Choose topics of interest to fellow developers. Look at what talks are chosen at local and common conferences. These do not have to directly associate with what you are doing or the tech stack you are using. There are a lot of things that you can learn from other languages and frameworks that can be applied to what you are doing. They don’t even have to be topics around software development.

48:15 Selecting Topics and Speakers

Anyone can present on just about any topic. Senior developers can use this as an opportunity to share knowledge and common practices. Junior developers are able to show off newer technologies they have learned. Those that have been with the company for a while may present on legacy code and how to deal with common problems that have come up. Newer employees may show off techniques they learned at other companies that can improve the quality of the code or the development process. You can also bring in someone from outside of the company to give a talk. This gives a whole new perspective than is already in your company. You may get more buy-in from coworkers by having someone outside the company speak.

Topics do not have to be about development. They should vary to address a wide array of interests from your coworkers. Time management and other business and process skills are great topics for lunch and learns. This might be a talk on using the Pomodoro technique. Or it could be about managing change and transition at work. Even topics like overcoming the afternoon “slump” can be useful to your team. Also this can be a time to address life skills. These topics can be things like great first impressions. Or talks on managing your finances and getting what you want from life.

Lunch and learns can also be used to cross train teams. They help developers understand sales process or how the Business Analysts get requirements from customers. Show sales how the development process works and possibly explain why some things are not possible. Other development teams could come in and explain their process as well. If back end and front end teams are separate this is a time to bring them together. Have QA explain their process and how they go about creating test cases then testing them. These should not be used for company trainings though. They are volunteer events. Use it to provide better understanding between teams.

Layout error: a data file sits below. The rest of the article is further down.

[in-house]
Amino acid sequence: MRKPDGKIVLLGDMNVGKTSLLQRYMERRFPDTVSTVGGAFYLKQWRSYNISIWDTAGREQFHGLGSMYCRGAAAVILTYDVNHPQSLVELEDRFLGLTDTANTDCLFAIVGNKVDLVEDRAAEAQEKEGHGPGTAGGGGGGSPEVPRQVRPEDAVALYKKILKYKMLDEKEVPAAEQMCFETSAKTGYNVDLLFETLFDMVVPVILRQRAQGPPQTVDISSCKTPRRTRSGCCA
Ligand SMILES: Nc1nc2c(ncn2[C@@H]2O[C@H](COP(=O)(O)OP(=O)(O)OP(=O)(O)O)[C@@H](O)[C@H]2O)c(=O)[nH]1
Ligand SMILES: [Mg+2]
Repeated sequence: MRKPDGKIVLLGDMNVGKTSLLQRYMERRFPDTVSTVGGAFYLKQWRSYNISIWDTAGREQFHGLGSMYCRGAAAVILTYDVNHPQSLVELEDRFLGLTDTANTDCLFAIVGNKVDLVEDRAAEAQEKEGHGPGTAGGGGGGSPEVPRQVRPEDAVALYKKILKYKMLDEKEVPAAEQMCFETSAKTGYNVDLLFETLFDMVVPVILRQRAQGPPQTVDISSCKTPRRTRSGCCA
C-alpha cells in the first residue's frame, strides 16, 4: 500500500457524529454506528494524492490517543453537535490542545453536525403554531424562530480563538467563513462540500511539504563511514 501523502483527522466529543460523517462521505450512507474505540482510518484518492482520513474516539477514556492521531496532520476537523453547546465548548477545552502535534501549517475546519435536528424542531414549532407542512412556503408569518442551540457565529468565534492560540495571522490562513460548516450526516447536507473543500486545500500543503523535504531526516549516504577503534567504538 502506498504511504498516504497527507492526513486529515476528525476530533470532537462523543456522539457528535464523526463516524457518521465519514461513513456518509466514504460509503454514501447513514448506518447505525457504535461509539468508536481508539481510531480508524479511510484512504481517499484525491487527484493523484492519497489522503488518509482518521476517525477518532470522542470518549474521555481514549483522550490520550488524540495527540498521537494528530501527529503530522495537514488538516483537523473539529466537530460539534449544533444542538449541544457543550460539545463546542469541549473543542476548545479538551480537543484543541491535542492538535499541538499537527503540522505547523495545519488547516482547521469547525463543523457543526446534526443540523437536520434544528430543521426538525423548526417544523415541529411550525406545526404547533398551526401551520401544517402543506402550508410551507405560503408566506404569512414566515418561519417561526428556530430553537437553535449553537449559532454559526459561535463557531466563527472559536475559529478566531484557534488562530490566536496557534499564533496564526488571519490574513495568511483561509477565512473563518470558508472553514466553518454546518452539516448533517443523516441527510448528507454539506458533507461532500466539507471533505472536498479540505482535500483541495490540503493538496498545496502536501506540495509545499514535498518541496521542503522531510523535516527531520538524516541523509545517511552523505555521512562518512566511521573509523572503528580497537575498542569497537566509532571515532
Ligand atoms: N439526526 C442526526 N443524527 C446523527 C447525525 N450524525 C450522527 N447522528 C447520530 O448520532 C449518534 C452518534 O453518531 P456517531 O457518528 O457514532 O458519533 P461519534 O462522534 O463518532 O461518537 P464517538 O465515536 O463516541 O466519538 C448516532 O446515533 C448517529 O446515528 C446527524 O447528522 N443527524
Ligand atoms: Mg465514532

Topics don’t have to be relevant to everyone all the time. Typically material that everyone needs to know is part of the onboarding process. New information for everyone may be passed through official channels. If you’re lucky this means an email about the change or update. It could mean a mandatory training or meeting with the entire company or department. Change up the topics to address different groups at different times. This allows different people to come to the sessions based on the topic. Dev chats can get boring if talking about topics not interested in.

Finally, the time doesn’t have to be about training or learning. It can be about team growth and cohesion. Topics and speakers don’t always have to be about work or development. You don’t always have to have a speaker at the event. You can use lunch and learns to plan activities that your team would enjoy doing together. Think beyond corporate retreat icebreakers and team games. What do the people in your office enjoy doing in their free time? Having fun topics about what people enjoy will increase participation. This may include a lunchtime book club or gaming group. Find out what things your team enjoys doing and plan something for them around that. It doesn’t always have to be the same each week, especially if you have a larger or varied group.

55:55 Common Obstacles